Preemptive analgesia is safe and reduces postoperative pain in the early period following anorectal surgery, reports a study published in the journal Diseases of the Colon & Rectum.
Van Backer and his associates conducted a study to evaluate the effectiveness of preemptive analgesia in decreasing postoperative pain.
The randomized, double-blinded, placebo-controlled trial included patients who were over 18 years of age, ASA Physical Status Classes I, II, or III, and undergoing surgery for anal fissure, fistula or condyloma or hemorrhoids. Preoperative oral acetaminophen and gabapentin followed by intravenous ketamine and dexamethasone were given before incision compared with oral placebos. Ninety patients were enrolled. Because of patient withdrawal, screen failures, and loss to follow-up, 61 patients were analyzed (30 in the preemptive analgesia group and 31 in the control group).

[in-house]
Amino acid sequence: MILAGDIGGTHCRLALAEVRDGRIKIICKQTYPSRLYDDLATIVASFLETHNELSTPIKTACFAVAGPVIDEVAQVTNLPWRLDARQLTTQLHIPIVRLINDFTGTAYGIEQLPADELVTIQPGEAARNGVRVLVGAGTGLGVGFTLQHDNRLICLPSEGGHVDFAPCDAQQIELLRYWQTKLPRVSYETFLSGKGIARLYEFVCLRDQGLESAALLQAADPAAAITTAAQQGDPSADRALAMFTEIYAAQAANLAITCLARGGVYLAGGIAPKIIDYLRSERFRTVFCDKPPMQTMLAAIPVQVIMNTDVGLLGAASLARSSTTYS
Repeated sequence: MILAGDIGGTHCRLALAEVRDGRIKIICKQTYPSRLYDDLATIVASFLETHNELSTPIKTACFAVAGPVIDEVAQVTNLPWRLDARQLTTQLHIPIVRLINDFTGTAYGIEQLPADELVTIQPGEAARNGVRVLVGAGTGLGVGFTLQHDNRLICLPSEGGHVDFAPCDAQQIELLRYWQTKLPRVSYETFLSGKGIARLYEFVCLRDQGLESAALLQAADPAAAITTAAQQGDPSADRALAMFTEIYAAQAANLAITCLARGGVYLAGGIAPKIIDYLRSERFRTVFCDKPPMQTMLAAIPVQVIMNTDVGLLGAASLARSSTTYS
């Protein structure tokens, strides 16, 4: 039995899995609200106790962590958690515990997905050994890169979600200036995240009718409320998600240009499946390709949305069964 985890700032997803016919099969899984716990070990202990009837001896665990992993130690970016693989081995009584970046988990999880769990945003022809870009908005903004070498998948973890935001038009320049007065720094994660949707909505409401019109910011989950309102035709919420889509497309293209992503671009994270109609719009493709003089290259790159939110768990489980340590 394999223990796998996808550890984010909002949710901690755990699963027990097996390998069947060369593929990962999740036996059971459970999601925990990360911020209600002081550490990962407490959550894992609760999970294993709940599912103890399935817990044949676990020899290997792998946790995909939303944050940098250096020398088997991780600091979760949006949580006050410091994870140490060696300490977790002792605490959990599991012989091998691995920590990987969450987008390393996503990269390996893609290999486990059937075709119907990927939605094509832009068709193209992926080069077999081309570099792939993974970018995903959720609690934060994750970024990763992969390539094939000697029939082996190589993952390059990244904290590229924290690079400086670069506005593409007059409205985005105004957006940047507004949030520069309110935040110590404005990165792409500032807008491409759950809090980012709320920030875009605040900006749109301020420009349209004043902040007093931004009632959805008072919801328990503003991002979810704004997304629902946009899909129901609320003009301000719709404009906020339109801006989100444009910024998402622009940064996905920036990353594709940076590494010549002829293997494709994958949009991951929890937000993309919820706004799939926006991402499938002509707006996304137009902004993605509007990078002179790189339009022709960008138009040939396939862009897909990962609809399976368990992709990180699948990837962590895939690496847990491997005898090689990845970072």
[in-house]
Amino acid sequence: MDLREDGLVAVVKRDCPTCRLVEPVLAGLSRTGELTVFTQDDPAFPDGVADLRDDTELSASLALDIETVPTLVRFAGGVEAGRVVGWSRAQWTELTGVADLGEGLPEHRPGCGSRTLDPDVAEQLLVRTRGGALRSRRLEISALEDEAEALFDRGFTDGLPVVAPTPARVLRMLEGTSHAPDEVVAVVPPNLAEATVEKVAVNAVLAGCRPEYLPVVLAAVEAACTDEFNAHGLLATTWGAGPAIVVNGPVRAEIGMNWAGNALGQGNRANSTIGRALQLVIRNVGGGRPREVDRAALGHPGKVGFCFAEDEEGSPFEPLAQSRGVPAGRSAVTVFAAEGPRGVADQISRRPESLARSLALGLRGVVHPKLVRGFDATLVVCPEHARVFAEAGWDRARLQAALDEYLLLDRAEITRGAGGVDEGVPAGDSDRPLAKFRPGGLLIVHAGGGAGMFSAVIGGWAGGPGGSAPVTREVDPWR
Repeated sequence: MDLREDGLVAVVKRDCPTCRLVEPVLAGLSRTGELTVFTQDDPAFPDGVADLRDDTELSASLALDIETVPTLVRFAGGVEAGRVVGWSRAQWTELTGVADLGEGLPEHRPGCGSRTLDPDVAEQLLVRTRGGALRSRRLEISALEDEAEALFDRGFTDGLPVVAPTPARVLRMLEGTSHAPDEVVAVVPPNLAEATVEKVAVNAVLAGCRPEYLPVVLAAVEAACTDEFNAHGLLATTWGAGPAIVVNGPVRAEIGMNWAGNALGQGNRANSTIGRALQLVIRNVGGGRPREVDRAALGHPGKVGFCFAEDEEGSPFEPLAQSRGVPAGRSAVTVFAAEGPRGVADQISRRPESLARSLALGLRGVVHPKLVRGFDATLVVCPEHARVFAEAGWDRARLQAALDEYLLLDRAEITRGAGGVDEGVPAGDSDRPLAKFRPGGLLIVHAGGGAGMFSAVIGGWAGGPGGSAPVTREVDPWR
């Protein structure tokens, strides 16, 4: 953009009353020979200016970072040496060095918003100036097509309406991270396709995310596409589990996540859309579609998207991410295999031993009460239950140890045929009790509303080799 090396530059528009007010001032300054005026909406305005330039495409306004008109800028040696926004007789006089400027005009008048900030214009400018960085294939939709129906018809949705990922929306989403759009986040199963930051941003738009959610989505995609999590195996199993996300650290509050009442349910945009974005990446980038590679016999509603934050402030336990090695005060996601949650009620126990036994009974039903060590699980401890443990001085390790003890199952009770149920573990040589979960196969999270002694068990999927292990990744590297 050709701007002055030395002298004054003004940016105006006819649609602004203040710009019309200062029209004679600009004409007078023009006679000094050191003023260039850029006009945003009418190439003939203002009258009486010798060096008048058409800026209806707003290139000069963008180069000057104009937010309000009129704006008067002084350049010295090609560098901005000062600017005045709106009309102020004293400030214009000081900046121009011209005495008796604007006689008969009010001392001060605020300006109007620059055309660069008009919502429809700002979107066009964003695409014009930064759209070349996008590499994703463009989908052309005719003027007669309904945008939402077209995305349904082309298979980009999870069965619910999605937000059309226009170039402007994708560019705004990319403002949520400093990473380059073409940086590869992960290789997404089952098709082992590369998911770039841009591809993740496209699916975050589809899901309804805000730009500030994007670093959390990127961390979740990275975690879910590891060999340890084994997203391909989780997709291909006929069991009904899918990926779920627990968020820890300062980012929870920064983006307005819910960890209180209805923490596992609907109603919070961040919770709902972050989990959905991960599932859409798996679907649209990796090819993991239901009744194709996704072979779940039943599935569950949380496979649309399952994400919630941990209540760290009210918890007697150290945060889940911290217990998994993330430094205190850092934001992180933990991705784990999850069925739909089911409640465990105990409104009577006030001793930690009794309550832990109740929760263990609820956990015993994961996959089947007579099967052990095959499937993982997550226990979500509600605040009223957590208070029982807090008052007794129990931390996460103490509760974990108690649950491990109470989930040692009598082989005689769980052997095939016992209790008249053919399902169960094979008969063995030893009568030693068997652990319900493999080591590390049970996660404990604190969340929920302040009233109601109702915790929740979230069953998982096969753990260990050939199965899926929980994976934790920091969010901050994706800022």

The primary outcomes measured were postoperative pain scores, the percentage of patients utilizing breakthrough narcotics, and rates of side effects.
Key study findings:
- Patients in the active group had significantly less pain in the postanesthesia care unit and at 8 hours postoperatively.
- Significantly fewer participants in the active group used narcotics in the postanesthesia care unit and at 8 hours postoperatively. Average pain scores were excellent for both groups.
- There was no difference in the number of medication-related side effects between the 2 groups.
The authors concluded that preemptive analgesia is safe and results in decreased pain in the early postoperative period following anorectal surgery and suggest that it should be implemented by surgeons performing these procedures.
For reference log on to 10.1097/DCR.0000000000001069
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